Edgerton visited an eye camp conducted by The Foundation’s Nepalese partner organisation, the Tilganga Institute of Ophthalmology. Over a few days Dr Sanduk Ruit and his team helped restore sight to more than 200 patients, working to carry out high quality eye operations in a temporary operating theatre set up in a local school.
This year the Fred Hollows Foundation has been awarded the honour of Australian Charity of the Year at the Australian Business Awards. It’s the first time they have presented an award for Australian Charity of the Year, alongside their other, business focused, awards.
Check out this short video that documents some of Joel’s experiences with the Fred Hollows foundation. Make sure you have a Kleenex or 5 ready, seeing (excuse the pun) the results of this Foundation’s work is pretty special.
While he was visiting the eye camp Joel Edgerton took time out to answer a few questions about his involvement with the work of The Fred Hollows Foundation.
Why did you decide to become an Ambassador for The Fred Hollows Foundation?
I’m very passionate about what’s going on with The Fred Hollows Foundation, not just here in Nepal – I’m very interested in what’s going on in Australia and other countries.
There’s something very special about the organisation of personnel here, it’s a very thorough organisation that is not just trying to tackle the problem on one level, but it’s trying to tackle the problem by setting up an ongoing infrastructure, which I think is really important.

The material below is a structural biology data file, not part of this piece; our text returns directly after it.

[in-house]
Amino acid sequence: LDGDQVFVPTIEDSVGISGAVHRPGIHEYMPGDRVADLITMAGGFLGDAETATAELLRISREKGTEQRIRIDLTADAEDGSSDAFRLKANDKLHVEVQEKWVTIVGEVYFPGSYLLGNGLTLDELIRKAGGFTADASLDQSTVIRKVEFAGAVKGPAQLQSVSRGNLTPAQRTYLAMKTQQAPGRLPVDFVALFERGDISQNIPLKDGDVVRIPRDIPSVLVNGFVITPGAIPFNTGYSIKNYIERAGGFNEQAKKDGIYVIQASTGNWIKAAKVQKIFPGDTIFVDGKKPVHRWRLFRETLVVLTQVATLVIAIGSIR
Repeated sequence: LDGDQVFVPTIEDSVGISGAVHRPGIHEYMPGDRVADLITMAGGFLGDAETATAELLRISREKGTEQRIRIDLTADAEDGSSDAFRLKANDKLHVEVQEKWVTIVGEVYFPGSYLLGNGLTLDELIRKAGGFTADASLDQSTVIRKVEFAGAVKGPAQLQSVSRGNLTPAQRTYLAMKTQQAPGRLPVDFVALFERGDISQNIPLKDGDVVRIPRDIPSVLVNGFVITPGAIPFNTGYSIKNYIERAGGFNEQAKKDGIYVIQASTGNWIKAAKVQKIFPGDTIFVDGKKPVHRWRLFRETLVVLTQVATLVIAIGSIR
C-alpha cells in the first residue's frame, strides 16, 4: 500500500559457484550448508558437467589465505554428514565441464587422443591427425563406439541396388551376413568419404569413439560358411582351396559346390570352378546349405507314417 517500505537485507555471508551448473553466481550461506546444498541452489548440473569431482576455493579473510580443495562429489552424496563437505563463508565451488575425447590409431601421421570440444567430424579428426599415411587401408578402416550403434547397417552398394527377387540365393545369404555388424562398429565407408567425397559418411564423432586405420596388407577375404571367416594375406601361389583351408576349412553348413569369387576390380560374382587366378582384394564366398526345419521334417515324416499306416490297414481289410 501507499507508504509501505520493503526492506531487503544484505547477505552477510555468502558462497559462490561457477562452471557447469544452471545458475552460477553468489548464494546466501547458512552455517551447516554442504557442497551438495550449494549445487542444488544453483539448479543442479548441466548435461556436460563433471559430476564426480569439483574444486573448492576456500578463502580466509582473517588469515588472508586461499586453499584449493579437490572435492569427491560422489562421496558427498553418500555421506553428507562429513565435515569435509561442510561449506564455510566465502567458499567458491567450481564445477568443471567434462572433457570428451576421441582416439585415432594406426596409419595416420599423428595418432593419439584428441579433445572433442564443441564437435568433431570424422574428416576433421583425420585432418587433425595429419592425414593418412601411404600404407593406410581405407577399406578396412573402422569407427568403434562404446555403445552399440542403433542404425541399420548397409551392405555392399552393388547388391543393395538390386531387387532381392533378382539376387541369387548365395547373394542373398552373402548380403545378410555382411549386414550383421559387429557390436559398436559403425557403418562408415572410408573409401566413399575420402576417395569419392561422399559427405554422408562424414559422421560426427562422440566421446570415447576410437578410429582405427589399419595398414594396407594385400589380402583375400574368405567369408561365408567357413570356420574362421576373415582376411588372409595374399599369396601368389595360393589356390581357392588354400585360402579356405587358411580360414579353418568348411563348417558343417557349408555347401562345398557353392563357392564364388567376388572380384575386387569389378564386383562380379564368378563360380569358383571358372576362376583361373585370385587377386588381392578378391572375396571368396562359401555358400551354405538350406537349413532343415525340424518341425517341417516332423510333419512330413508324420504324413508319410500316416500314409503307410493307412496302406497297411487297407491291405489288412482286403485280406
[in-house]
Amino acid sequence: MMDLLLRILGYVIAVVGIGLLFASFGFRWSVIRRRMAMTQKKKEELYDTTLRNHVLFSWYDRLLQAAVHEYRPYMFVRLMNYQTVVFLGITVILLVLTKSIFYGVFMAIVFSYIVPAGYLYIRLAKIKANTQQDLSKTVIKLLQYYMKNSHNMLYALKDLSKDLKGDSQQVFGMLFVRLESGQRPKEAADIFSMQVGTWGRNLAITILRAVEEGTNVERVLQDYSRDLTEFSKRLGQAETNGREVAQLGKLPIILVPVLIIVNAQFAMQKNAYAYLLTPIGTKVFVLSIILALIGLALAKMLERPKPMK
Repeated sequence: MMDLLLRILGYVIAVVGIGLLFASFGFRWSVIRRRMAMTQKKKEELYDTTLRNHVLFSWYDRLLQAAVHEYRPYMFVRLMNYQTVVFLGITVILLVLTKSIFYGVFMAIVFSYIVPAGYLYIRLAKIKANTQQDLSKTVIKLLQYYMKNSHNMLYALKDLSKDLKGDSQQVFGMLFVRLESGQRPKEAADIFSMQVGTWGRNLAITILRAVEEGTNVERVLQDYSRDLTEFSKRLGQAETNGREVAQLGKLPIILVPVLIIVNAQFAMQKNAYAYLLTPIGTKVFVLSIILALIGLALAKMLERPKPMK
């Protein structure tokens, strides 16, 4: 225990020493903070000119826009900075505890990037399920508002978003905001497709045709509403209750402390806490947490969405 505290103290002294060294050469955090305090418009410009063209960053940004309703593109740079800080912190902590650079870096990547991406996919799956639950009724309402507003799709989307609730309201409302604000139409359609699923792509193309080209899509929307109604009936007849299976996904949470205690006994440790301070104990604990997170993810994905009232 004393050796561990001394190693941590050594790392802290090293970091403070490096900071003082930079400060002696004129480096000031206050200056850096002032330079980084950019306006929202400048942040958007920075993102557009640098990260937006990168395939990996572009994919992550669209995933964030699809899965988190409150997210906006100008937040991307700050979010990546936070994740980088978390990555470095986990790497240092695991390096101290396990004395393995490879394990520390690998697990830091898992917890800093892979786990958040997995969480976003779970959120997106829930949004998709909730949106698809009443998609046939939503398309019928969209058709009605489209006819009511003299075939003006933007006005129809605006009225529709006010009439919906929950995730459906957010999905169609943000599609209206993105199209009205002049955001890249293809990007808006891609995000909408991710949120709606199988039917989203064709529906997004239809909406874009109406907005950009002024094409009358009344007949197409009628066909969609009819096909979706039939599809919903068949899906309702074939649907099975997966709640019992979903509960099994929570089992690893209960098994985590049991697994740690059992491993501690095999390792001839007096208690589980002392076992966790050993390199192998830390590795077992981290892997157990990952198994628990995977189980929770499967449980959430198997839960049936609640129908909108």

I think that’s what Fred Hollows really stands for and I think that’s what the work in Nepal here is really showing – there’s a sense of not just looking at the problem of blindness and trying to fix individuals, but to train and educate communities, to train doctors, not just here but around the world, to then go out and continue the work so that the word grows outwards, to the point where it becomes an unstoppable force in a way.
How would you describe the approach of the late Australian eye doctor Fred Hollows?
He was just a good man, a good doctor, and an adventurous one – someone who went outside the usual kind of boundaries, was a little bit fearless, and in a true sense, put the health of other people ahead of his own ambition, and I think had an incredibly strong ambition himself, to make a real difference.
I kind of look at Fred as a real pioneer, and as an adventurer, and as someone who’s incredibly fearless. He’s a very special guy. And I think that his qualities live on here through Dr Ruit. And I think those two were very special friends and colleagues and I know that a lot of Fred’s kind of spirit and who he was, you hear it in Dr Ruit in the way that Dr Ruit thinks of Fred and their time together.
Can you describe what is going on at this eye camp?
Well we arrived here about three days ago and the camp had already been set up – it’s been set up in a series of buildings here just about five or six rooms in a row.
Dr Ruit is in the far room, but there’s a process which everybody’s going through. They first arrive and the paperwork starts with them getting checked in and screened, they’ll go through the process of a simple kind of eye test, then they’ll get their eyes tested further by someone in this first room, and the process becomes more and more detailed as they work out which patients need surgery and which patients need to be earmarked for future camps.